Visualizing Mathematics 
Is it possible to "see" four dimensions? Here's an exercise which may illuminate some of the mystery.
Look at the cube. First off, notice that while a cube is a threedimensional object, your flat computer screen is only twodimensional. In other words, we are able to represent threedimensional objects using only two dimensions. This should give you some hope that we can get an insight into the fourth dimension. Now, back to the cube. How many cubes can you see in the above graphic? I can see two . Maybe it would help if I colored them in:
Now, back to the original drawing:
You can find out more about dimension on the Squeezing the Phase Space page. Let's move on. You don't have to go to four dimensions to experience weird and wacky objects. Here are two exercises for you to try:
Play around with these ideas, and see if you can come up with some interesting shapes. When you're done you can read about some famous examples:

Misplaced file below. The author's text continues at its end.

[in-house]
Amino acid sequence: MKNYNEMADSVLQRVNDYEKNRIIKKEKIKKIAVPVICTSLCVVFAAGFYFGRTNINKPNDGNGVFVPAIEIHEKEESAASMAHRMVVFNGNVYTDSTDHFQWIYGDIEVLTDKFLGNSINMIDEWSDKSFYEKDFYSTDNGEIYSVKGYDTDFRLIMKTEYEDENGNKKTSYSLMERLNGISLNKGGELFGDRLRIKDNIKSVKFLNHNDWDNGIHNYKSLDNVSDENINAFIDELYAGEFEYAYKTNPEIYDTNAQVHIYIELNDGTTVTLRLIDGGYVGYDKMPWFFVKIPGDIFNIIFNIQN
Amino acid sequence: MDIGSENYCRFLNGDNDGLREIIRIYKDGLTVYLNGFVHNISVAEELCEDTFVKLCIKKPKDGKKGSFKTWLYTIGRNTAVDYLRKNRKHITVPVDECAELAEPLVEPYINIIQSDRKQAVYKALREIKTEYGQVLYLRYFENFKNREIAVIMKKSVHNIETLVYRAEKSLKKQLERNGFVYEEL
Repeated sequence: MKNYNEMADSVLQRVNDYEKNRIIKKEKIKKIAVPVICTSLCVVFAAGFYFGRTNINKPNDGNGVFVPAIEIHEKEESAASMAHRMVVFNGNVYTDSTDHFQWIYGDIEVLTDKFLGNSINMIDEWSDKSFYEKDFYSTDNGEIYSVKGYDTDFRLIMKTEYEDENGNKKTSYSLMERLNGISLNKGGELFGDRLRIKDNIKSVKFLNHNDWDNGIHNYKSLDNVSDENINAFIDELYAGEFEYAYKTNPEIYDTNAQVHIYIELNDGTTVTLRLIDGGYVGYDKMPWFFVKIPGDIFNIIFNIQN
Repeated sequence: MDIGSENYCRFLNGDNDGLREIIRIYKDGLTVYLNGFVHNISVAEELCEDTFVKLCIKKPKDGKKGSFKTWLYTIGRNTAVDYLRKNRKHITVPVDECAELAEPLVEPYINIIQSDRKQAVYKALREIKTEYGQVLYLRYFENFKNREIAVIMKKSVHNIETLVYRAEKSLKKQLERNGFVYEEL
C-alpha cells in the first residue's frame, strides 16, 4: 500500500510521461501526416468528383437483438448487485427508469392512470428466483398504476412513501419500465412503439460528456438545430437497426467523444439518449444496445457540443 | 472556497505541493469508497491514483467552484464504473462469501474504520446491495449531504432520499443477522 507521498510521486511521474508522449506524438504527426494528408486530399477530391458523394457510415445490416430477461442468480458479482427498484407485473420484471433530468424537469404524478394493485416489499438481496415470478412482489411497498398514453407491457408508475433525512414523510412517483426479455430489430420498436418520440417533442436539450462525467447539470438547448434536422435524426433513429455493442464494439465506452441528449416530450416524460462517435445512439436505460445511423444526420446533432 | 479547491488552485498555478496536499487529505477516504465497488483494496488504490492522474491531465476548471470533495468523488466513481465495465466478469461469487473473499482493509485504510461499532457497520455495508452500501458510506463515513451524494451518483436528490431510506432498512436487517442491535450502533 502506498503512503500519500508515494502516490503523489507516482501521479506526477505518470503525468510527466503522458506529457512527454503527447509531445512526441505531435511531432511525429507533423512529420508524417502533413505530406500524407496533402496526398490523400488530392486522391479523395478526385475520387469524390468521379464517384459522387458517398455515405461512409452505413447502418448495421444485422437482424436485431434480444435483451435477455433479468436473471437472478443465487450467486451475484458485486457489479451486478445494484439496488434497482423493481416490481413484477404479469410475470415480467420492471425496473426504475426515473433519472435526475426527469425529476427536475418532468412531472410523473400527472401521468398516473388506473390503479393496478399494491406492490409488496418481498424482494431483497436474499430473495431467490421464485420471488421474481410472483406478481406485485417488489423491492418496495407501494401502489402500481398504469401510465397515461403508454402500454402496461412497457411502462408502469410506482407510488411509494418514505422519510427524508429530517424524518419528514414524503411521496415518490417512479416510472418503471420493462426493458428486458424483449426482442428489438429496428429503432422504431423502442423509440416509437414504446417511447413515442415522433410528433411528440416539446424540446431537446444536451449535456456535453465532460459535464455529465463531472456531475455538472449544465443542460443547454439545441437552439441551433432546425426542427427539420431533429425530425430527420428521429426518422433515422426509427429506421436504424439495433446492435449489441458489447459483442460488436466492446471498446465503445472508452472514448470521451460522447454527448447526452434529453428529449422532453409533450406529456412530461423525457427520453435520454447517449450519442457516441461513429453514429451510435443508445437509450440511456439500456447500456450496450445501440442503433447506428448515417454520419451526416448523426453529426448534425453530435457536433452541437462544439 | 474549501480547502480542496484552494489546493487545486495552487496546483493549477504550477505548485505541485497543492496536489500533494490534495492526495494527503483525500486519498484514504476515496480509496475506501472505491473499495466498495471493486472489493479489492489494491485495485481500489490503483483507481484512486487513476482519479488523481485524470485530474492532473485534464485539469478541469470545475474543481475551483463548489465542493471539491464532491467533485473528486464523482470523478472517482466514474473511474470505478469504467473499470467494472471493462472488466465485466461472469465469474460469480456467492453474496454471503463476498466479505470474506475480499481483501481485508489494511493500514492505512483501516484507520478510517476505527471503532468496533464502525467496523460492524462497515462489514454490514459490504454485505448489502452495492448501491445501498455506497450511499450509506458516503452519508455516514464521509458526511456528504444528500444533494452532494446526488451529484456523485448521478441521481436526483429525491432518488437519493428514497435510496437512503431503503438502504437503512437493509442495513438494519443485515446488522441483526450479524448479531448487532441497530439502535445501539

One thing we can learn from these examples is that our geometric intuition  what we think we know just from looking at pictures  can be misleading. The following is a classic example. Which of the following two line segments is longer?
Of course, it is also true that we can learn a lot from pictures. The following exercise shows just how much information pictures can convey, and how our minds are able to work at visual pattern recognition. In each of the following groups of four pictures, decide which is the odd one out.
Here are my solutions. Using mine as examples, see if you can come up with puzzles of your own. Can you design one that your friends can't work out (but which they think is clever when you tell them the answer?)